INDIANAPOLIS (WISH) — From welding to engineering to the military, Indianapolis Public Schools high school students will soon be studying not just their general education but also career paths of their choice.
By 2020, IPS expects every high school student to be exploring career paths, but the plan could start sooner than that.
IPS plans to introduce career-themed academies within IPS high schools for the 2018-2019 school year. The school board will vote on some of the specifics in September.
Under the new plan, school leaders will expect every student to study a career path in some capacity, but some are already exploring careers.
Jonathan Garmany is a welder who graduated from Arsenal Tech High School last year.
“I’m passionate about what I do, and I’m prideful about what I do,” Garmany said. “I can tell people I make tall buildings. I can tell people that if you’ve been in a newly built hospital recently, I probably built some beams in that building.”
He credits his early career success, in part, to an IPS program that allowed him to learn welding in high school. IPS now plans to expand the career-based programs, according to the district’s director of Career and Technical Education, Ben Carter.
“There’s a huge demand in our region for these high-wage, high-demand career opportunities,” Carter said.
Starting in 2018, IPS plans to introduce seven career-themed academies within the high schools.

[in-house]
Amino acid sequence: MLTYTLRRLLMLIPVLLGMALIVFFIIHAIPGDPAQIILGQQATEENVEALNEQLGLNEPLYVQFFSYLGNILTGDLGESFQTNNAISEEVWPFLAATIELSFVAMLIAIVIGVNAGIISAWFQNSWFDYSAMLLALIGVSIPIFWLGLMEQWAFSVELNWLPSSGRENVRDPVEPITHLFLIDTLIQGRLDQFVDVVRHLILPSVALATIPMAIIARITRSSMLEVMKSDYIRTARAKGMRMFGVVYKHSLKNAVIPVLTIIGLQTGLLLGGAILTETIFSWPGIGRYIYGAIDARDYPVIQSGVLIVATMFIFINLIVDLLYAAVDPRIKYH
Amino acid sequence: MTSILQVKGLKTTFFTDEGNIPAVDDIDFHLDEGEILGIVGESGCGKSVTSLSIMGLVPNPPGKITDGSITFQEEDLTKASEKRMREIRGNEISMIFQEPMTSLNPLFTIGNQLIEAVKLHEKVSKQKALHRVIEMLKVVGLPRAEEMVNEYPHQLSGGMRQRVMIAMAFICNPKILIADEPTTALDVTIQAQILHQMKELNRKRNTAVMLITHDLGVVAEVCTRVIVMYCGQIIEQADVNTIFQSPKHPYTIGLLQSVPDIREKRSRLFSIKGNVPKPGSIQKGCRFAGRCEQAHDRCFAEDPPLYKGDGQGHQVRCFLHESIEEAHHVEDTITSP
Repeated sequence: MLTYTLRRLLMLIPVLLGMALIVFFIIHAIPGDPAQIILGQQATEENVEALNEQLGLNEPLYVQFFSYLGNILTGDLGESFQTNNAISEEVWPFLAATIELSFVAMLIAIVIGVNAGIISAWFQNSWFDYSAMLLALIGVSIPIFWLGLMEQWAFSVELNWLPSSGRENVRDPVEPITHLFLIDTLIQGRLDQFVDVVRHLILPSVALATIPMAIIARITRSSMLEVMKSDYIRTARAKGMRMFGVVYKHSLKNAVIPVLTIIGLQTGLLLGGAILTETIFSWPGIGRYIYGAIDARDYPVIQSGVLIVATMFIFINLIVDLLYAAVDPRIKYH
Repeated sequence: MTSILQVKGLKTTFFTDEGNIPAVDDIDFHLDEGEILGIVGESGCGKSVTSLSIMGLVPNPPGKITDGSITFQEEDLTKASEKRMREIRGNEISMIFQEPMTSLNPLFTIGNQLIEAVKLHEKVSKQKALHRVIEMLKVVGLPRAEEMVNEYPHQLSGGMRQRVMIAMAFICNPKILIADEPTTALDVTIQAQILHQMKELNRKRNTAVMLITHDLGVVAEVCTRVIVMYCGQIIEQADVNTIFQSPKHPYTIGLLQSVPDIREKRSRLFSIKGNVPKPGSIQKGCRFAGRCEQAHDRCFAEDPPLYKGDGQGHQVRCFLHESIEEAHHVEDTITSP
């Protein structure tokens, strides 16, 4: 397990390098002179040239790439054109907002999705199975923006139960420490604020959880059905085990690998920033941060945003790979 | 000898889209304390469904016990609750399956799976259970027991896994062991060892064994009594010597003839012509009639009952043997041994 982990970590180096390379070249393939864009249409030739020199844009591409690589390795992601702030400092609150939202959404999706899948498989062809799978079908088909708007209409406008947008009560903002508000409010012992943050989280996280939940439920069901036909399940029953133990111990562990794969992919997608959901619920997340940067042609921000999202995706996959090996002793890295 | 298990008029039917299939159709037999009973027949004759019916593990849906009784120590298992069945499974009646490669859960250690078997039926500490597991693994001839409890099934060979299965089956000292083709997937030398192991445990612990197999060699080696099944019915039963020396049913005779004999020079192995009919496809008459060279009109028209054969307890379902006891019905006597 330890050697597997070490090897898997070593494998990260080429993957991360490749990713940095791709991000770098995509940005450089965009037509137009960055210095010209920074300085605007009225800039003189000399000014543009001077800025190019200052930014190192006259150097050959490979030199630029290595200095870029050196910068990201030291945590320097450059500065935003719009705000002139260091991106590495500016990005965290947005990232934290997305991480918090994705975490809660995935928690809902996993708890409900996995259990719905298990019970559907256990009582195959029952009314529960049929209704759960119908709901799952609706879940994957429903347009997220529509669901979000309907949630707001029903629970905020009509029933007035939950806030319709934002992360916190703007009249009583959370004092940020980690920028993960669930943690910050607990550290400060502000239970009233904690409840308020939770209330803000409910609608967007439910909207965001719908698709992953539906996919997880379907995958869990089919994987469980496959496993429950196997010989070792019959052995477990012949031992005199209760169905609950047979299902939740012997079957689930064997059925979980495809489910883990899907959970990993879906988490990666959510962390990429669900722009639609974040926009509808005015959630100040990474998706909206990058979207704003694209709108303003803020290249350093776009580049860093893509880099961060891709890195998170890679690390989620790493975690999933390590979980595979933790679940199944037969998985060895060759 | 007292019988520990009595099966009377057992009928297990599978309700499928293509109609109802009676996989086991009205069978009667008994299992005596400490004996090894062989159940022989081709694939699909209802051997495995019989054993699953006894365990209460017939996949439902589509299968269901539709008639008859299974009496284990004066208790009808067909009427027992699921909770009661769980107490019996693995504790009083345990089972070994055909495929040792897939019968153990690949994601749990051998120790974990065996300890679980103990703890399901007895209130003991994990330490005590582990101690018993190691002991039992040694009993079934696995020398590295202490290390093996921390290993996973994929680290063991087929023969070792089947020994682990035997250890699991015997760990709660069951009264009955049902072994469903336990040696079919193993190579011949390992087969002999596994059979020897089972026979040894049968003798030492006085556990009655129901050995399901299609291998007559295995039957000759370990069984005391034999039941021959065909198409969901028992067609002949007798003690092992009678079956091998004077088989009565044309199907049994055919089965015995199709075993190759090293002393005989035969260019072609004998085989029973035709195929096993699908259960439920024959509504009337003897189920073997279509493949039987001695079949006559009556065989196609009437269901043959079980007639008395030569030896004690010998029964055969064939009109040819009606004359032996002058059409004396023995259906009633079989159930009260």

The seven academies include:
- Health & Sciences
- Manufacturing, Engineering & Logistics
- Teaching, Learning & Leading
- Construction, Engineering & Design
- Business & Finance
- Information Technology
“Now we’re finding that we really need to change the mantra from university for all for university to—let’s find the right choice for students, and it’s college and career, versus just college,” Carter said.
Students will work on career-themed projects, and they’ll visit local companies to see hands-on work.
The IPS graduation rate for 2016 was 77 percent, according to IPS. School leaders said the graduation rate is 91 percent for students who study in career-based programs with six or more credits.
“A lot of students aren’t motivated to graduate because they don’t have a true plan for after high school,” Garmany said. “If there were more vocational training in high school, they’d be more motivated because they’d know they’d be getting well-paying jobs right out of high school.”
IPS plans to offer pathways within the academies to help students focus on nursing, physical therapy, teaching, architecture and other careers.
The district’s enrollment in career-based programs jumped from about 1,300 in the 2014-2015 school year to more than 1,800 for the 2016-2017 school year.
School leaders said they formed the seven academy themes based on high demand career fields, student interest and employer and post-secondary input.
District leaders plan to offer additional programs for students who don’t find the right fit within the seven career academies.